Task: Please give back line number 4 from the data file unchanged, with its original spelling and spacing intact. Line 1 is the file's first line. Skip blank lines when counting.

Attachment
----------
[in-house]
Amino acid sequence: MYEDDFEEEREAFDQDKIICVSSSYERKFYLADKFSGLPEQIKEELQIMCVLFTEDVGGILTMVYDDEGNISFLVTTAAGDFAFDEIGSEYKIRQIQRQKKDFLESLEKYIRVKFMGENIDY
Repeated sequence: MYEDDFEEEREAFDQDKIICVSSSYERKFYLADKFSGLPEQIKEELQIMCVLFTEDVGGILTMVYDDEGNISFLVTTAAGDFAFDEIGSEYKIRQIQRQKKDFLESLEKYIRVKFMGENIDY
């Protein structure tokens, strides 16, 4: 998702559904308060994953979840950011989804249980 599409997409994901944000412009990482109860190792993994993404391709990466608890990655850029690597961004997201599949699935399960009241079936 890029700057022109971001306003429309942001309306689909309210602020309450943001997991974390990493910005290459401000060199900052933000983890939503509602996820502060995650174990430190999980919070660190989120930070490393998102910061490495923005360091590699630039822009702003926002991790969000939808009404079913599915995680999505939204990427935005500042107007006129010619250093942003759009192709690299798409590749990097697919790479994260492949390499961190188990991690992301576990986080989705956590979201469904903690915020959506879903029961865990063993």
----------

């Protein structure tokens, strides 16, 4: 998702559904308060994953979840950011989804249980 599409997409994901944000412009990482109860190792993994993404391709990466608890990655850029690597961004997201599949699935399960009241079936 890029700057022109971001306003429309942001309306689909309210602020309450943001997991974390990493910005290459401000060199900052933000983890939503509602996820502060995650174990430190999980919070660190989120930070490393998102910061490495923005360091590699630039822009702003926002991790969000939808009404079913599915995680999505939204990427935005500042107007006129010619250093942003759009192709690299798409590749990097697919790479994260492949390499961190188990991690992301576990986080989705956590979201469904903690915020959506879903029961865990063993």